When referring to my number of years on this planet, I often say I’m “of a certain age.” But the more times I get behind the wheel, the more I feel like it’s “a certain age that remembers when driving was fun.”
The actual act of driving is still a blast for me, whether it’s a supercharged sports car or a heavy-duty work truck. And I live in the rural outskirts of a city, where I can turn north and find a day’s worth of empty roads—most of them arrow-straight, alas, since you can’t have everything.
But if I go south into the city, or sideways into the encroaching suburbs, everything falls apart. Some days it’s actually exhausting, because not only am I handling my own vehicle, I’m also driving for everyone else—adjusting my driving so they don’t hit me.
Bad drivers aren’t new, of course. Back in 1904, when there were only two cars in all of Kansas City, their drivers still managed to hit each other. But throw in people in a hurry, the prevalent “me-first” attitude, poorly-trained drivers, people with their hands full of coffee and sandwiches instead of steering wheels, too many smart phones attached to dumb drivers, and it’s a jungle out there.
Some 35 years ago, I actually got a ticket in Toronto for running a yellow light (which I still say was green when I entered the intersection, of course). Today, I’m scared to brake not just for yellow lights, but for red ones, because the guy on my back bumper figures I’m going to run it and he’s going to stay with me all the way.
When my light turns green, I never take off until I’ve looked in both directions, making sure that someone isn’t running the red on the other side. Turning on an advanced green? That’s upside down now. Everyone on the green arrow has to sit while cars turn in front of them on the red, and then when their signal turns red, they make their turns and block the other side’s green.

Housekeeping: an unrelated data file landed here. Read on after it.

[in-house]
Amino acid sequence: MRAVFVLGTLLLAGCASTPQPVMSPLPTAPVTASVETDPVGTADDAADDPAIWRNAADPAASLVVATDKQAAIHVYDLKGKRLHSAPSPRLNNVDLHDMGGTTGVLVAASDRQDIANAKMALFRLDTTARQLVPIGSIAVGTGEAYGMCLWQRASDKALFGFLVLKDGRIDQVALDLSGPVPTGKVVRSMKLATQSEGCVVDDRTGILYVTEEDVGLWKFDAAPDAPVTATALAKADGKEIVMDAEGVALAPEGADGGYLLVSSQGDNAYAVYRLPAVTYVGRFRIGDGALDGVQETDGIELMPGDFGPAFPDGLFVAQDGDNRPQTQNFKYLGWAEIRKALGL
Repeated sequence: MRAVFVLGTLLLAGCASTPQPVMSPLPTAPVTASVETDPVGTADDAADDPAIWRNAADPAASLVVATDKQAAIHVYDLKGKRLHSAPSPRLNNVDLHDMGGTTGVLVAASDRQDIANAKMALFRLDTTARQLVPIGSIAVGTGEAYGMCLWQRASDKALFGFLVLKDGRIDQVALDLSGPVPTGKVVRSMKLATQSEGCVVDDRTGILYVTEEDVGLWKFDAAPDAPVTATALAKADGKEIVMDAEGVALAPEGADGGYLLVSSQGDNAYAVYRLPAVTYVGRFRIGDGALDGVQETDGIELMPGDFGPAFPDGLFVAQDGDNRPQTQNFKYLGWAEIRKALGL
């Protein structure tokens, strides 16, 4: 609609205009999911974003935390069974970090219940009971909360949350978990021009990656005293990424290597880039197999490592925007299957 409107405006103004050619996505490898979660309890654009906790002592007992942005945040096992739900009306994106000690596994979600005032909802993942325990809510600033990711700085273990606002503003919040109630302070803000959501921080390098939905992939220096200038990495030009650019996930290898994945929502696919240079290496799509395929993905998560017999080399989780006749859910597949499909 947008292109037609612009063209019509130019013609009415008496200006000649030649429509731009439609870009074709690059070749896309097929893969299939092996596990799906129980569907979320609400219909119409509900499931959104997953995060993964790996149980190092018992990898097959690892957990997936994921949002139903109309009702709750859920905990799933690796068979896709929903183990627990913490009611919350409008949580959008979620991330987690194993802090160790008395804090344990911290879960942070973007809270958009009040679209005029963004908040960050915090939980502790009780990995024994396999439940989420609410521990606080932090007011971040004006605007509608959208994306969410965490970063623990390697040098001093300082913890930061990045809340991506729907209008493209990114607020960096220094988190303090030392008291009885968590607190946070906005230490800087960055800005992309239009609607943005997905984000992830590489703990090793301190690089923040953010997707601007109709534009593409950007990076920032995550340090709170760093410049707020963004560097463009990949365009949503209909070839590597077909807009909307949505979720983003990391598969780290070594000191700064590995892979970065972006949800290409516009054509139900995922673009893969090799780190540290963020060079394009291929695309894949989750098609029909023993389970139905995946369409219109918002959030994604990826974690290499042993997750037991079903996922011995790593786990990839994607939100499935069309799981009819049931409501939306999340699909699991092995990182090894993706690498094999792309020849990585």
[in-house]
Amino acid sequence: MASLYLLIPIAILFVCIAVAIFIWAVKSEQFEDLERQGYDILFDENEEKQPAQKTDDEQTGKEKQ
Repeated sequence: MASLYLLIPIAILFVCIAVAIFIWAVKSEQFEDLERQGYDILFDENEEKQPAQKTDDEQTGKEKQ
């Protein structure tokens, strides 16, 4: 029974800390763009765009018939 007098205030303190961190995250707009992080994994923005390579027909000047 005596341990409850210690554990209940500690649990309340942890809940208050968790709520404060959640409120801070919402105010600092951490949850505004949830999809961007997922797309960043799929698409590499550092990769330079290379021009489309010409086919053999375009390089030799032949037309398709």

Drivers race toward stop signs and stop at the last possible minute, often halfway into their turns. I’m absolutely sick of driving with my foot prepped for the brake, waiting to see if drivers coming out of side streets are going to pull into my path. And if they do look to the left to see if anything’s coming, they never think to also look to the right, to see if a pedestrian is trying to cross on the right-of-way.
The sheer volume of stop-and-go commuter traffic saps any enjoyment out of a manual transmission, while the pitiful state of road repair means I’m constantly dodging potholes that could twist a rim or break a component.
I don’t know if there is a solution. No one seems to care about becoming better drivers; our governments won’t risk losing votes by tightening driving test standards; and drivers don’t seem to realize they could kill somebody because they’re preoccupied with their phones. Maybe it’s all over. Maybe I really am from the final generation for whom driving was fun.